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The scientists who puts bacteria manufacturing biodegradable plastic

4  |  August  |  2017
Maria Reis and her team at the laboratory where the bacteria produce plastic polymers in the bioreactor at the left 

Maria Reis creates two to three kilos of plastic per week from food industry waste. Bacteria are the oldest living beings on Earth and probably the most numerous ones, but we continue learning from them. This time in the prevention of a plague that is spreading across seas and continents: plastic waste.

Maria Reis, a professor at the Faculty of Science and Technology (FCT) at the Universidade Nova de Lisboa, leads a team of 36 researchers and technicians - the Bioeng Group - in the Department of Chemistry (at the UCIBIO unit) who are transforming bacteria, unicellular microorganisms, in authentic plastic factories. But the material produced has a radical difference from the one which pollutes nature: it is biodegradable, decomposing into water and carbon dioxide after three to four weeks, instead of the hundreds of years that scientists estimate for the decomposition of conventional plastics, made from petroleum.

What is most surprising is that these bacteria produce plastic from waste that would otherwise have to be treated or incinerated with high costs. Bacteria consume whey, residues of fruit concentrates, sludge from Wastewater Treatment Plants (WWTP) and municipal solid waste. Inside them or on their walls are then formed polymers, that are, agglomerates of molecules. Or they are simply expelled.

The waste is placed in bioreactors, closed containers where there are chemical reactions involving the bacteria, which then produce biopolymers. Those that form inside (intracellular) the bacteria are known by an extensive, complicated and difficult to fix name: Polyhidoxyalkanoates (PHA).

“PHAs are in great demand on the market because they are similar to conventional plastics in mechanical and chemical properties,” explains Maria Reis. “We have been working for more than 15 years in this field, where we are pioneers worldwide. And we were able to obtain them because we used mixed cultures, essentially of various types of bacteria, which we adapted to the experimental conditions so that they produced the plastic. ”.

Bioreactors operate through a curious selective process known as “hunger mode and plenty”. As the researcher points out, cthere are two feeding cycles per day: we feed the bacteria with waste for one hour - the period of plenty - and then go through a period of starvation of 10 to 11 hours. So when we feed them again, they consume the waste to prevent future hunger and internally produce polymers. ”.

There is a physiological adaptation of bacteria “and only within the bioreactor are those that survive to starve and produce polymers”. The others leave the bioreactor and die. The results obtained by the Bioeng Group are impressive. “We have already achieved that 70 to 80 percent of the weight of each cell is polymer,” says Maria Reis. “The rest is protein, water, and cellular material.” Then each cell must be cleaved to extract the polymers, using for example bleach, which does not affect them because they do not dissolve in aqueous medium. “The so-called proof of concept is done through a pilot facility where we produce two to three pounds per week from food industry waste. ”.

The biopolymers formed in the cell walls are obtained through the yeast Komagataella pastoris. And those excreted by (extracellular) cells are called exopolysaccharides and are produced by the bacterium Enterobacter A47 after being fed with glycerol, a by-product of biodiesel, or other food waste. The two types of biopolymers are protected by several international patents and can be used in the cosmetics, pharmaceutical and food industries.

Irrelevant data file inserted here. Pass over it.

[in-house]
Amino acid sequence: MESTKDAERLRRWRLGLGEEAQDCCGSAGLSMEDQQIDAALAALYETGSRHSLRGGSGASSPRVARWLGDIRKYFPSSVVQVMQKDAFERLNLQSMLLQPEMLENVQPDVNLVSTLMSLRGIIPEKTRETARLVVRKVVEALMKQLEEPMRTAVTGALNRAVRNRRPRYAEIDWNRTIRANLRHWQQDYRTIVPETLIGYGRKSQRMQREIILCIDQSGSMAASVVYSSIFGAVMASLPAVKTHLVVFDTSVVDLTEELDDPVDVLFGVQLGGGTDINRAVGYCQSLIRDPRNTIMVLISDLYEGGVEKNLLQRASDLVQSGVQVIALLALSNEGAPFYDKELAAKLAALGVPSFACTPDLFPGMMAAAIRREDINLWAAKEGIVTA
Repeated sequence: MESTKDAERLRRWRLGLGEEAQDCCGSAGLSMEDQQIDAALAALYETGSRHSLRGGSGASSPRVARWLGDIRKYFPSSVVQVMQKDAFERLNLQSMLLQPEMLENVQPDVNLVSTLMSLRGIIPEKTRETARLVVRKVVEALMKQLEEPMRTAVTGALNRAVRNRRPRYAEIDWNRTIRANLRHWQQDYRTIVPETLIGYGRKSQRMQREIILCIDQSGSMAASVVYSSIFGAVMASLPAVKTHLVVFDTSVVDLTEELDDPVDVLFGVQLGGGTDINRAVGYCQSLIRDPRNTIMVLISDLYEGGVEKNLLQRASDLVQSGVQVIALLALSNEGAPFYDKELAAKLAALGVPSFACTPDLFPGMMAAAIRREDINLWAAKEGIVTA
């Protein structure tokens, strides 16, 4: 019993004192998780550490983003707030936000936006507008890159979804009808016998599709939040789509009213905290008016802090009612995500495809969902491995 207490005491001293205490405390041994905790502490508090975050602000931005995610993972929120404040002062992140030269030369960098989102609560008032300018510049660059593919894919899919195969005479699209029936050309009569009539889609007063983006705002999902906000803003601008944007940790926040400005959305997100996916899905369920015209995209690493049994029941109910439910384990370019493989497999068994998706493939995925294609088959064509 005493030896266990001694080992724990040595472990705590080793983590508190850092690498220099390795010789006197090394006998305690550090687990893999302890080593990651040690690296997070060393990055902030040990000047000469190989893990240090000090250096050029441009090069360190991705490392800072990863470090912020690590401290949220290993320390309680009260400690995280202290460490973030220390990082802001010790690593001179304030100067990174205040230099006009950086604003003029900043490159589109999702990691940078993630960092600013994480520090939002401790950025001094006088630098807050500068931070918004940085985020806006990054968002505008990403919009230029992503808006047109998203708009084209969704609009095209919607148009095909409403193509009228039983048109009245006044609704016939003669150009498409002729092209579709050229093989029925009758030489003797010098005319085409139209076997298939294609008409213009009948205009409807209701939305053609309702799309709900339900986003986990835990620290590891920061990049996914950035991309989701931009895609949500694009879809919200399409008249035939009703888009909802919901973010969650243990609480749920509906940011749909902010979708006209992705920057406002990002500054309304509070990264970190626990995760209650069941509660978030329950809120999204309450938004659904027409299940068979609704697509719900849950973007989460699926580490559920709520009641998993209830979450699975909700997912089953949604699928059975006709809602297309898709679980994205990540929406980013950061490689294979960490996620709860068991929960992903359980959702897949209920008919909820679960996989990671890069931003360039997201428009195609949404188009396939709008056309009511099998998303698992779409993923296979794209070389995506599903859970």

But after all, why are biodegradable plastics not invading the market? “Because they cost five to ten times more than conventional plastics,” argues the FCT professor. “One of the goals of our work is precisely to reduce the cost of the new product to less than double the conventional product, but with the advantage of being biodegradable, which means that there is no waste treatment costs generated by conventional plastics.” And this is where the EU is investing, “in more economically and socially sustainable processes. ”

Maria Reis' team is involved in several European projects, which integrate institutions from other EU countries. But the total funding allocated to the Bioeng Group for its participation amounts to around three million euros over three years. “The invitations to these projects have arisen because our group is recognized at international level,” says the researcher. “These are projects that are based on the use of waste and the concept of circular economy. Their goal is to treat these wastes and create value from them, which means that they become raw materials. ”.

According to the Business Council for Sustainable Development (BCSD Portugal), the circular economy is the transition from the linear model of production of goods and services to a circular model, where waste is transformed, through innovation, into other materials that allow recycling and reuse. The circular model assumes that products and services originate in ecosystems and that, at the end of their useful life, they return to nature through waste with very low environmental impact. “Everything that is produced is recovered,” says Maria Reis. The world economy, however, has been dominated by a linear business model, in which more resources are consumed than those that the Earth can replenish. And in which the raw materials are extracted and processed into products that are sold and, after use, discarded as waste.